Today, there is a health care apartheid in the United States. If you are a person of color, you receive fewer services, inferior care and less successful ? medically speaking ? health care outcomes. And if you are an American Indian, especially one living in Indian country, the situation is even starker.
American Indians have a much heavier disease burden than the general population. This includes a higher death rate from alcoholism (740 percent), tuberculosis (500 percent) and diabetes (390 percent) than other Americans. Type 2 adult-onset diabetes is a particular problem, with 12.2 percent of American Indians those over 19 years old suffering from the disease. In just one extreme example, the Pima tribe in Arizona has the highest rate of diabetes in the world ? approximately 50 percent of the tribe between the ages of 30 and 64 have diabetes.
Despite these significant challenges, access to and funding for health care services is limited both on and off the reservation. In 2002, it was estimated that the Indian Health Service needed $15 billion to meet demand for services. It received only $2.9 billion. In 2000, only $1,430 per person was spent on health care for members of the Indian Health Service population compared to $3,766 per person for the general population. This is despite the fact that the Indian population is younger and has a higher incidence of illness and premature mortality than other U.S. populations.
You and I confront these statistics every day. My home state, Colorado, alone is home to over 41,000 American Indians, including 25,000 who live in or near my Congressional district in the Denver area.
In order to help stem this crisis, Congress, working with the IHS, reservations, tribal leaders, doctors, health care professionals and others must effectively address the issues that currently confound us.
As a member of the House Energy and Commerce Commission, which oversees most health care legislation, and as co-chair of the Congressional Diabetes Caucus, I have fought for increased funding for diabetes research and treatment and prevention activities.
This should begin with providing adequate funding of the IHS. When adjusted for inflation, the per capita spending for Indian health in real dollars is lower than it was in 1977.
We have won several victories in improving healthcare for American Indians. National Institutes of Health diabetes research funding has grown from approximately $300 million in 1996 to over $781 million this year. Diabetes prevention and treatment programs through IHS have increased from nearly $8 million over $110 million today in the same time period.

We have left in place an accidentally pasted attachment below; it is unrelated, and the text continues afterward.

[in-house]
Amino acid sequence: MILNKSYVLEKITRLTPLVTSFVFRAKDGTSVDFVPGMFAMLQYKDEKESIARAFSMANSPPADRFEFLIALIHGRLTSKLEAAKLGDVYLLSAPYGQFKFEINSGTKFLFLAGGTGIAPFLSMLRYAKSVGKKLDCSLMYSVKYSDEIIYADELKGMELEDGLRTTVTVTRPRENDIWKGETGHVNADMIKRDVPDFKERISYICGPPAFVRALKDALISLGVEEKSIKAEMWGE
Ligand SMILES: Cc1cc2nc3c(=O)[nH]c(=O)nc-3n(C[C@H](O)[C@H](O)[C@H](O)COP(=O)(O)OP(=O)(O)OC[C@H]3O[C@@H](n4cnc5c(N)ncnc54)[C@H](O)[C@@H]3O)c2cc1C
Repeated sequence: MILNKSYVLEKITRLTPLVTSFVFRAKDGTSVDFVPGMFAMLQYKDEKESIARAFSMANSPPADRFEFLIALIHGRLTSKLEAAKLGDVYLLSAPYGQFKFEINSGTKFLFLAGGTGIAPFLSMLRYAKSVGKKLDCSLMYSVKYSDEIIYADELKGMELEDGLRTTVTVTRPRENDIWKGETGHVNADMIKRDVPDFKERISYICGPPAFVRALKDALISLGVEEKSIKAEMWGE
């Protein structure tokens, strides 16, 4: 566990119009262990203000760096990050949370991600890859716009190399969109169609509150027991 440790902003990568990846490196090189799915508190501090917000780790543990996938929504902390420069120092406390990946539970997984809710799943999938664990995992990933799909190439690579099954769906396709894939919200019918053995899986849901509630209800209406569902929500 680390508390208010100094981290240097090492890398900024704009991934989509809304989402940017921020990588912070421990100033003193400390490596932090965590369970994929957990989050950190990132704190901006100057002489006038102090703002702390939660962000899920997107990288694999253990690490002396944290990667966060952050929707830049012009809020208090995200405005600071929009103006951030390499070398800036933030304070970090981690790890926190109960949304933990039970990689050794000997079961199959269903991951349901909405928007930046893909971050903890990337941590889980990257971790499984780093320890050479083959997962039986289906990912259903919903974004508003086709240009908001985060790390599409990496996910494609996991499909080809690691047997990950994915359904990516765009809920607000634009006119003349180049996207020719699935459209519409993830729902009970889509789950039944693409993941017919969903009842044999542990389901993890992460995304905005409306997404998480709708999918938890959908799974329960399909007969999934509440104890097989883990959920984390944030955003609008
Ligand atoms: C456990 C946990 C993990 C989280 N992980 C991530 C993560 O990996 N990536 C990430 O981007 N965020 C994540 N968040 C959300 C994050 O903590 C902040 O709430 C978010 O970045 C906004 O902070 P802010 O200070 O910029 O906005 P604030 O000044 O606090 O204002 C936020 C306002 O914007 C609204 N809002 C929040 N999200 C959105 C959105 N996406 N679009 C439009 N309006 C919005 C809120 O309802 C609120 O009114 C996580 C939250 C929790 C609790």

I also worked to ensure that pharmaceutical manufacturers study the effects of their medications on children of a variety of racial and ethnic backgrounds, including American Indians.
Adequate representation in clinical trials is important to the Indian community as the prevalence of Type 2 diabetes, also referred to as adult onset diabetes has dramatically increased in children. As myriad diseases including diabetes, heart disease, cancer and others disproportionately affect ethnic and racial minorities, it is crucial that these studies not only include a diverse range of America's children, but that the medications used to treat ailments that disproportionately affect them are studied as well.
I also worked to gain passage of the "Health Care Fairness Act." This bill, now law, seeks to improve minority health by establishing the National Center for Research on Minority Health and Health Disparities to conduct and support basic and clinical research, training, and dissemination of information regarding minority health.
There is, however, much more that can be done.
Congress must reauthorize the Indian Health Care Improvement Act. First passed in 1976, this act makes clear that the U. S. government's obligation under federal statutes and treaties includes providing health care services efficiently and effectively to Indians and Indian tribes.
In addition, I support efforts to elevate the position of Director of Indian Health Service to the Assistant Secretary for Indian Health. This would help tribes get better access to other Department of Health and Human Service programs as well as bring to the forefront disparities in health for Indians.
Facts are stubborn things. It is clear that the story they tell today about our health care system is an oppressive one. But that should not be cause for discouragement. Quite the contrary, it serves as an opportunity to strengthen a system that we know has and can work. We just need it to work for everyone. We need new facts and statistics so that a different story can be told tomorrow. I will continue to work towards this goal.
U.S. Representative Diana DeGette, D-Colo., is a member of the House Energy and Commerce Committee, which has jurisdiction over health care matters, and co-chair of the Congressional Diabetes Caucus.